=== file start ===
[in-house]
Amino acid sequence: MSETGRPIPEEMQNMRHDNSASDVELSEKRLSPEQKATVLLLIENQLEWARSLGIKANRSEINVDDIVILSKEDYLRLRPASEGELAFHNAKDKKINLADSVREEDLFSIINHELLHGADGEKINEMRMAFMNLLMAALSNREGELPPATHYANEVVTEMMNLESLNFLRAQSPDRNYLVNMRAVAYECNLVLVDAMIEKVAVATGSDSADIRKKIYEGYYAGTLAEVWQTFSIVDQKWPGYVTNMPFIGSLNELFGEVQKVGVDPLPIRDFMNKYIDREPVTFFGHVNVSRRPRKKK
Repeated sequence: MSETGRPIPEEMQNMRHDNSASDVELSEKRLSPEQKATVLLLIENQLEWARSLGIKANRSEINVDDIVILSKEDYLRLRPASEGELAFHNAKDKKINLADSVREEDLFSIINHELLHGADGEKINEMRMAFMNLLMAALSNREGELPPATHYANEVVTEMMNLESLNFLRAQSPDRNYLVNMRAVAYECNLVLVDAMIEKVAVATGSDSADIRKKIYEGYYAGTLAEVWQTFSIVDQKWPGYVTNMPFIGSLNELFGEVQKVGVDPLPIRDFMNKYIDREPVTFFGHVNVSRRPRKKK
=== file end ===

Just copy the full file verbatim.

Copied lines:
[in-house]
Amino acid sequence: MSETGRPIPEEMQNMRHDNSASDVELSEKRLSPEQKATVLLLIENQLEWARSLGIKANRSEINVDDIVILSKEDYLRLRPASEGELAFHNAKDKKINLADSVREEDLFSIINHELLHGADGEKINEMRMAFMNLLMAALSNREGELPPATHYANEVVTEMMNLESLNFLRAQSPDRNYLVNMRAVAYECNLVLVDAMIEKVAVATGSDSADIRKKIYEGYYAGTLAEVWQTFSIVDQKWPGYVTNMPFIGSLNELFGEVQKVGVDPLPIRDFMNKYIDREPVTFFGHVNVSRRPRKKK
Repeated sequence: MSETGRPIPEEMQNMRHDNSASDVELSEKRLSPEQKATVLLLIENQLEWARSLGIKANRSEINVDDIVILSKEDYLRLRPASEGELAFHNAKDKKINLADSVREEDLFSIINHELLHGADGEKINEMRMAFMNLLMAALSNREGELPPATHYANEVVTEMMNLESLNFLRAQSPDRNYLVNMRAVAYECNLVLVDAMIEKVAVATGSDSADIRKKIYEGYYAGTLAEVWQTFSIVDQKWPGYVTNMPFIGSLNELFGEVQKVGVDPLPIRDFMNKYIDREPVTFFGHVNVSRRPRKKK